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Tourism sector lost R164bn in spending by visitors in 2020

And the country lost close to a million jobs supported by the industry – BER.
Many of those who still have jobs in the sector now only work weekends because of the low demand. Image: Supplied

South Africa’s tourism sector lost an estimated R164 billion in spending by domestic and inbound visitors to the country in 2020 because of the Covid-19 pandemic.

The Bureau for Economic Research (BER) at the University of Stellenbosch said on Monday the number of jobs supported by South Africa’s tourism industry declined by 960 000 to 640 000 in 2020 from 1.6 million in 2018 as spending by domestic and inbound visitors slumped to R109 billion in 2020 from R273 billion in 2018.

It based the estimated expenditure by domestic and inbound visitors on the decline in visitor ratios and then applied it to 2018 tourist expenditure data, the most recent available data.

The bureau said internal tourism expenditure totalled R273 billion in 2018, with domestic spending representing the bulk of this spending at 56.1%.

Listen to Suren Naidoo’s interview with Tsogo Sun Hotels CEO Marcel von Aulock in this Property Pod (or read the highlights here):

Through spillovers into the rest of the economy, spending accounted for 7.2% or R385 billion of total GDP in 2018.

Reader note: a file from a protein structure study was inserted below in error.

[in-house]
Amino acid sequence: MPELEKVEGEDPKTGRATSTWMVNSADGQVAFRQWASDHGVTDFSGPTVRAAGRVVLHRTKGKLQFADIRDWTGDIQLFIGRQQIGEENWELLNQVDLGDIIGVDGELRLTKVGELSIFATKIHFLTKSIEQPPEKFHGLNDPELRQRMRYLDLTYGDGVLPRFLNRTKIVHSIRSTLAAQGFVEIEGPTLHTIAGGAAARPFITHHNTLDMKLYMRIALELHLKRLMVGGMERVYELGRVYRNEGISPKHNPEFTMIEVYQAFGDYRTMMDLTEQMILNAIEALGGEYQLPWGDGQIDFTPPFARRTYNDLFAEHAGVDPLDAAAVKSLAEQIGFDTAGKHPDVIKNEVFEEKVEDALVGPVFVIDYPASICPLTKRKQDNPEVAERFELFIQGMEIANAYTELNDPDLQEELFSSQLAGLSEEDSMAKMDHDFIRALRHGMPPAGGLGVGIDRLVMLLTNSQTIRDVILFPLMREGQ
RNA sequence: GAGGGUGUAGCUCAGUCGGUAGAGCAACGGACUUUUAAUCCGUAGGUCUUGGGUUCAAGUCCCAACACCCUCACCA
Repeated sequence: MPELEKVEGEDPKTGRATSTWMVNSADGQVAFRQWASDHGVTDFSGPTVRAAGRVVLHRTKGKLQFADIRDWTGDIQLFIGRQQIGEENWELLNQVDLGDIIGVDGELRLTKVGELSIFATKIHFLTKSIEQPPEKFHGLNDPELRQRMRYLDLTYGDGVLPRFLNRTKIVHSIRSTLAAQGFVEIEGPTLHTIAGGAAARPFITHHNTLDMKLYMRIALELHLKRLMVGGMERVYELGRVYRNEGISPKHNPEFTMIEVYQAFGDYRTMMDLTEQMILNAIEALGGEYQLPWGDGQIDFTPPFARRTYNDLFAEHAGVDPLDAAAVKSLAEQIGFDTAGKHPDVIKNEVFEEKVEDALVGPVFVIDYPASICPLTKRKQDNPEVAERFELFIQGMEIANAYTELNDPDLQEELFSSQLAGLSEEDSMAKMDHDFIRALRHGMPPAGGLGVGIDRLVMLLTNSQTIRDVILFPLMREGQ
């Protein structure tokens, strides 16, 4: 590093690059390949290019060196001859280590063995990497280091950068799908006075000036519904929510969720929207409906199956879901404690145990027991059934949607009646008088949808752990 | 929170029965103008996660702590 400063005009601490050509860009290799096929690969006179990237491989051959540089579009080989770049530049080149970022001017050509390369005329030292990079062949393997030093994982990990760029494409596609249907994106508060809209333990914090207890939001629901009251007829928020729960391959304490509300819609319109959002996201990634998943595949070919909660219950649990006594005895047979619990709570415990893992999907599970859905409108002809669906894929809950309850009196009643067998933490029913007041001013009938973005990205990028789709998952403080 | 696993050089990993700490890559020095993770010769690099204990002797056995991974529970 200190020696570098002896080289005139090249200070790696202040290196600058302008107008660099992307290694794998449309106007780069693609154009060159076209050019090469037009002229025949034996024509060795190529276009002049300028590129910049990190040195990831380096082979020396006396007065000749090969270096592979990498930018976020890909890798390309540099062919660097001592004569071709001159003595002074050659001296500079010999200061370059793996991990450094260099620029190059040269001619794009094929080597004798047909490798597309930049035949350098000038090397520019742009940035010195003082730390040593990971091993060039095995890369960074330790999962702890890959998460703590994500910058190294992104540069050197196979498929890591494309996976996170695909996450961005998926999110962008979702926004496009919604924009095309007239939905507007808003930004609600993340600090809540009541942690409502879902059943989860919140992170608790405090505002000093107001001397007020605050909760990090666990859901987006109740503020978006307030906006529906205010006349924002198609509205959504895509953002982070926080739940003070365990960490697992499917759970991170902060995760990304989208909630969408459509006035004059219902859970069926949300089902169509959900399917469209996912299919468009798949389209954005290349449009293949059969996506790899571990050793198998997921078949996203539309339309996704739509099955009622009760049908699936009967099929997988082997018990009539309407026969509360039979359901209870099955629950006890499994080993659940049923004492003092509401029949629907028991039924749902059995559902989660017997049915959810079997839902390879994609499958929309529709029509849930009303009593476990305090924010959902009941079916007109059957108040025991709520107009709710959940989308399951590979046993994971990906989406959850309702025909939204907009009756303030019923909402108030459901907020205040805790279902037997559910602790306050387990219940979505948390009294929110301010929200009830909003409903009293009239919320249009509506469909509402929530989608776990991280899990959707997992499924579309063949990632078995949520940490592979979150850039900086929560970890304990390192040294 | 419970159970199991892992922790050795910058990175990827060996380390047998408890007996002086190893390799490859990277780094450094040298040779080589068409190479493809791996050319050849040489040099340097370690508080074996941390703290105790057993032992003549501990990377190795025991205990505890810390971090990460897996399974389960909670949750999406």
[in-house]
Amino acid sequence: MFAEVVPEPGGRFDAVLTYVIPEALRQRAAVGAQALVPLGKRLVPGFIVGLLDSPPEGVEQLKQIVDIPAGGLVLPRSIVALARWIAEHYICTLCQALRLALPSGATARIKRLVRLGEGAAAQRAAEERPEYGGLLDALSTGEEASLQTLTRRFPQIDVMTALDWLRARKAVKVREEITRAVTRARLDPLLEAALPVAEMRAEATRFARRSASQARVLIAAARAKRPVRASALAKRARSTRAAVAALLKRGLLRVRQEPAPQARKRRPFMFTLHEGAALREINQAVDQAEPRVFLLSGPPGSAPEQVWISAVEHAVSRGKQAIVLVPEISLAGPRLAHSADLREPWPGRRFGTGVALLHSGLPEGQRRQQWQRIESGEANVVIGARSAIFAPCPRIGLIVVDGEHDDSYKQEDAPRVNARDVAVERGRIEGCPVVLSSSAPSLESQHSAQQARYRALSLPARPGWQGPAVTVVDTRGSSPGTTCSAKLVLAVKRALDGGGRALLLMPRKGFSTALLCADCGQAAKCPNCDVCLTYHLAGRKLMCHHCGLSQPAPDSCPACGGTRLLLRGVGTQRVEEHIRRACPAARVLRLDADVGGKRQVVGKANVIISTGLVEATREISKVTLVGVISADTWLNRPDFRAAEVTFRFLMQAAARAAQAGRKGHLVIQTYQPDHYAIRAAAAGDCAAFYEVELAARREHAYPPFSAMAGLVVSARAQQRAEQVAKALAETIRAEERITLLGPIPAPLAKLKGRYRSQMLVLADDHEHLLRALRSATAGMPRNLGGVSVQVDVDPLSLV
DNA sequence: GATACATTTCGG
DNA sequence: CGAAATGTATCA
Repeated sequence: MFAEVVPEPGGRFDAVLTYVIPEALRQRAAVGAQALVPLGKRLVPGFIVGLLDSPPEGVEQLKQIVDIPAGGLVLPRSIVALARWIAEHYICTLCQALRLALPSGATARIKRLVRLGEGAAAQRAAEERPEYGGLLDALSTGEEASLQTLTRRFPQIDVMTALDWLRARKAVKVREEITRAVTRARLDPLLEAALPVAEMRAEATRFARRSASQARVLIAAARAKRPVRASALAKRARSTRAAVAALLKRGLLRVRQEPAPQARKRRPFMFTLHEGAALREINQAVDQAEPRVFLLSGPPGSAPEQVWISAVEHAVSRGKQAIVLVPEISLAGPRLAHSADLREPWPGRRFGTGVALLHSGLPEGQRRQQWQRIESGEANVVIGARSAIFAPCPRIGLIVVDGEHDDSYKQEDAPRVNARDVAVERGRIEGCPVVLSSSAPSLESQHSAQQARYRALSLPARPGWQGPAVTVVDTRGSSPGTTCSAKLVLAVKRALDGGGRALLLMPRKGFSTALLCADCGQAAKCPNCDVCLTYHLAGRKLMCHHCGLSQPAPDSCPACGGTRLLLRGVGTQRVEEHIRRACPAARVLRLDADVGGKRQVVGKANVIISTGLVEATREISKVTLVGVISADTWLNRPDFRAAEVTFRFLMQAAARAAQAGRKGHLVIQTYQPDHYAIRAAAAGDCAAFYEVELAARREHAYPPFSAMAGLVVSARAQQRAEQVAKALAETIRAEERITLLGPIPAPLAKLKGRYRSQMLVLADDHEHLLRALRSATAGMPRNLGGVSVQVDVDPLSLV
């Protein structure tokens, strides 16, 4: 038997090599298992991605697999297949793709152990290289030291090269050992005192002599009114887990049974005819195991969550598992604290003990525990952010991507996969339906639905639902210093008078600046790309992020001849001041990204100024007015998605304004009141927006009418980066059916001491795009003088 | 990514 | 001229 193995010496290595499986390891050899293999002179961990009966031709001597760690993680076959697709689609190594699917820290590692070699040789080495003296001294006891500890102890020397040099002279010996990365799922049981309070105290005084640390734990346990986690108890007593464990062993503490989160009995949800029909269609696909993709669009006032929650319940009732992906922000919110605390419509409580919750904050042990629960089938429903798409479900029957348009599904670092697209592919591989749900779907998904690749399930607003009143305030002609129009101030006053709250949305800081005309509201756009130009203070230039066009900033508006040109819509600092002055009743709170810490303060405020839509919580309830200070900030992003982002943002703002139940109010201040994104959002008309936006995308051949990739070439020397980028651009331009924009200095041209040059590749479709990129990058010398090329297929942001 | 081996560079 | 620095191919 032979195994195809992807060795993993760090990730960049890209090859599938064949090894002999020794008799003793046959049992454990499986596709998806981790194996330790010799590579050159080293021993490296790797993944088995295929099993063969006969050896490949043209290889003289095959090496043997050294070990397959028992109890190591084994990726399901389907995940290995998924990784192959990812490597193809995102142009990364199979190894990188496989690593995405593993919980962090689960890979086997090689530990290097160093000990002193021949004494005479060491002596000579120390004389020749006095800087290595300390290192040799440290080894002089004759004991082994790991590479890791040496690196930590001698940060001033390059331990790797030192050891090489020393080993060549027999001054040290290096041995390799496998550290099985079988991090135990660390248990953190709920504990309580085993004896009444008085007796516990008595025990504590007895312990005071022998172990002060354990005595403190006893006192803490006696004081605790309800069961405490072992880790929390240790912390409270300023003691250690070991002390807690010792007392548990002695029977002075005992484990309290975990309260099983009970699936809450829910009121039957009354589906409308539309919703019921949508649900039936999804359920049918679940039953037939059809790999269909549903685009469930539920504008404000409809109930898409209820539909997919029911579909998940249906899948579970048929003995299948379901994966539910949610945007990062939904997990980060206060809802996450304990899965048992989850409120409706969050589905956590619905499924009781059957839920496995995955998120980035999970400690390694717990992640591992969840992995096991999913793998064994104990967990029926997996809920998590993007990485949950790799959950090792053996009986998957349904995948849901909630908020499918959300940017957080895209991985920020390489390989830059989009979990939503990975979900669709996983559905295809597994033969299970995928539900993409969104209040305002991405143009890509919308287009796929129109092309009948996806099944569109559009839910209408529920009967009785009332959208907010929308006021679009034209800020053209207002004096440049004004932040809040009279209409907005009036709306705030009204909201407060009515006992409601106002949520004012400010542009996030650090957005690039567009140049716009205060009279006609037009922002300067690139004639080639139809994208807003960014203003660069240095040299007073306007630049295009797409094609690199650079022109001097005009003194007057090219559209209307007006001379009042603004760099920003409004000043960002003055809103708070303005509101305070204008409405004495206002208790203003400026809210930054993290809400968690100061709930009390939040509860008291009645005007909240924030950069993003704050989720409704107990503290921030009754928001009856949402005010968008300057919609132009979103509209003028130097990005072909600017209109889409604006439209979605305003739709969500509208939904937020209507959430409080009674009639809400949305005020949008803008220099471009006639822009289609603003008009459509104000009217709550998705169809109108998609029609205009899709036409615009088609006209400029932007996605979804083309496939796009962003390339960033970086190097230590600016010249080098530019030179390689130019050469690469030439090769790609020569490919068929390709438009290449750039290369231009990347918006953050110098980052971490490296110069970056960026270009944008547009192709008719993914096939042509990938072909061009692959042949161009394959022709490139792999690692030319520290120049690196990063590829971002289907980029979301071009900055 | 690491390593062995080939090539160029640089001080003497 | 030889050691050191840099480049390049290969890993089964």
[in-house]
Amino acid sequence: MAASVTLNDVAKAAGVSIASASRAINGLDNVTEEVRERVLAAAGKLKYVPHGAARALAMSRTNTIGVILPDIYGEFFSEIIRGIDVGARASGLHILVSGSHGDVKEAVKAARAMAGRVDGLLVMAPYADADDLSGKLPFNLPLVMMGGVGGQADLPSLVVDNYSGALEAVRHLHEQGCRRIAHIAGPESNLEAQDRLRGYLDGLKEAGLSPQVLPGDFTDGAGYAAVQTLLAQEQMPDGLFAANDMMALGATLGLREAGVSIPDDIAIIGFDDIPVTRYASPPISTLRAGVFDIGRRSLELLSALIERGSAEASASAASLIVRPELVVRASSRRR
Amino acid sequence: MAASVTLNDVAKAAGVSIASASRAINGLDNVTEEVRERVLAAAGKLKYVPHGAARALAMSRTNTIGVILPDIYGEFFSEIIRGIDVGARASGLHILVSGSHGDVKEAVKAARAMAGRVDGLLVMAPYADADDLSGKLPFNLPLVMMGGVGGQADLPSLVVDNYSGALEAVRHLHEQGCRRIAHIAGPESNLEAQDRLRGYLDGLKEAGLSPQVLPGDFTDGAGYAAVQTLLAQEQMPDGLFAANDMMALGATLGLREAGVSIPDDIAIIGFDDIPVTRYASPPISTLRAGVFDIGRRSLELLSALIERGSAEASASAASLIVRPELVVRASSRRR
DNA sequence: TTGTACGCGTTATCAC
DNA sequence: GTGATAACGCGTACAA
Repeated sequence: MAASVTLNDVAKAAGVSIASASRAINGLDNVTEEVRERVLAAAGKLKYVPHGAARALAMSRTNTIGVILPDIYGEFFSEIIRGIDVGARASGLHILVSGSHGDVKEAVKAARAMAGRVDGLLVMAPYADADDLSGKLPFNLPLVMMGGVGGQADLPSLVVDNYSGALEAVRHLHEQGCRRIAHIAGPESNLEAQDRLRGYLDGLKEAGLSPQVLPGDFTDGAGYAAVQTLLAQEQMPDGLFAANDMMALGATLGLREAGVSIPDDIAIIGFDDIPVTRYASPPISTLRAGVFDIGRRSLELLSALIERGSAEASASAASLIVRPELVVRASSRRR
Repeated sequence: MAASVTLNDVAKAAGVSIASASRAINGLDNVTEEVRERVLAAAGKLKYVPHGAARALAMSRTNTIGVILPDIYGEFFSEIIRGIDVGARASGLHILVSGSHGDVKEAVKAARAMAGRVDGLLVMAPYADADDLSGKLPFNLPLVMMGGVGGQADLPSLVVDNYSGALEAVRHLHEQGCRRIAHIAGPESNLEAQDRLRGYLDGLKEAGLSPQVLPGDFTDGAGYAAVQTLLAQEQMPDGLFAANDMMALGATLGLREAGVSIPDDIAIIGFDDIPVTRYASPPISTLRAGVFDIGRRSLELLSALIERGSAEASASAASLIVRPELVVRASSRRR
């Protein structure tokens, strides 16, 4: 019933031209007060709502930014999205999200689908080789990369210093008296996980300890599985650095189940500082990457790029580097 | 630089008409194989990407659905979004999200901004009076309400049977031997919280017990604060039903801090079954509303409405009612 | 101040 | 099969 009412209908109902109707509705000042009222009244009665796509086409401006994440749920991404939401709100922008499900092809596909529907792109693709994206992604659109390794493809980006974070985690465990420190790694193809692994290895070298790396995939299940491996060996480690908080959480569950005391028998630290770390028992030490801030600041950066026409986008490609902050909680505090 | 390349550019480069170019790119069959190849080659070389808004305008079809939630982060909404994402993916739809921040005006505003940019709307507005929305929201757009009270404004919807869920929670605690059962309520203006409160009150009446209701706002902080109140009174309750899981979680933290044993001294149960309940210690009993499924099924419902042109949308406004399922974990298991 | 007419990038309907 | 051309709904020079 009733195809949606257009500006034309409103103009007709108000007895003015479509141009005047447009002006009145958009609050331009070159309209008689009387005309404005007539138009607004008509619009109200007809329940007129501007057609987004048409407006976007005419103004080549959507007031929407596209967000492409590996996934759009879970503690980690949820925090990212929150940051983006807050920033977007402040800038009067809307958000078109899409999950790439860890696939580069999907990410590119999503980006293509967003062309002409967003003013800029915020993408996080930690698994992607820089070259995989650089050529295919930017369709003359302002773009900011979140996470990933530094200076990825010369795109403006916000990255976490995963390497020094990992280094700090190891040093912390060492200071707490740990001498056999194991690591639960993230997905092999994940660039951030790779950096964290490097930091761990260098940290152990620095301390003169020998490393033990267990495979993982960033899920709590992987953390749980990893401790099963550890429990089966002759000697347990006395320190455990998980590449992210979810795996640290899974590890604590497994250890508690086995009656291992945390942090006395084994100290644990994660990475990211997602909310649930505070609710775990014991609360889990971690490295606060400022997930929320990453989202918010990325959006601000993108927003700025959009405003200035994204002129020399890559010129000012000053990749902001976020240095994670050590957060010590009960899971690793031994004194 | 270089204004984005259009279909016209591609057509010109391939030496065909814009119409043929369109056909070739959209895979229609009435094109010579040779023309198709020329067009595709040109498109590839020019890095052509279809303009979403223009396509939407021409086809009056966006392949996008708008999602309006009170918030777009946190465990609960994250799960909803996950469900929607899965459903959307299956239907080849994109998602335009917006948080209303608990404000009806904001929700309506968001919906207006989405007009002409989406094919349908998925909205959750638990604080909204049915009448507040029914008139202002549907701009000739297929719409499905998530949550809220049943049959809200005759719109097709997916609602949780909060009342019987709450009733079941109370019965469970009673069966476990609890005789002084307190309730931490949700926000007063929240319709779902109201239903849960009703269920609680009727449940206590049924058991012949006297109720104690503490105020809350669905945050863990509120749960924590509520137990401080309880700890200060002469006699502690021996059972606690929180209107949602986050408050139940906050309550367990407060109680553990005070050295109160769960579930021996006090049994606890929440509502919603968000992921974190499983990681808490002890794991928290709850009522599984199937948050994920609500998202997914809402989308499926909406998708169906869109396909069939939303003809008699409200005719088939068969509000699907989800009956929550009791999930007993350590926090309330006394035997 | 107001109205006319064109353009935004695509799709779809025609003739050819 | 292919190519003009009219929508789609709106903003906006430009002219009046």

The BER further estimated that based on tourism expenditure in 2020, the sector’s contribution to GDP shrank to 2.9% in 2020 from 7.2% in 2018.

Knock-on effects

The bureau based the knock-on effects of loss in tourism expenditure to fewer travellers, resulting in less spending by domestic and inbound visitors and therefore a smaller contribution to GDP and fewer jobs supported by the industry.

“The tourism sector is without a doubt one of the industries that has been hardest hit by the Covid-19 pandemic,” it said.

The BER said the number of day trips in 2020 dropped by 54% compared to 2019 while overnight trips were 40% lower.

It said day trips to date this year are still 43.1% below 2019 levels and overnight trips 25% down.

The bureau said South Africa received 10.2 million international overnight visitors in 2019 but this dropped by 70% to 3.2 million in 2020 while the number of inbound visitors this year has remained low.

It said 75% of South Africa’s foreign visitors typically come from the Southern African Development Community (SADC).

“While fewer in numbers since the onset of the pandemic, the majority of our visitors still come from within the SADC region,” it said.

Accommodation income still way down

The BER said seasonally adjusted income from accommodation was still down 74% in July 2021 compared to July 2019, with income in July this year 53% lower than in June due to stricter lockdown regulations and the unrest in KwaZulu-Natal and Gauteng.

Average occupancy slumped to 16% in July this year from 46.6% in 2019, it said.

Tourism Business Council CEO Tshifhiwa Tshivhengwa said the World Travel and Tourism Council estimated that a total of 470 000 jobs out of a total 1.5 million jobs in the sector had been lost.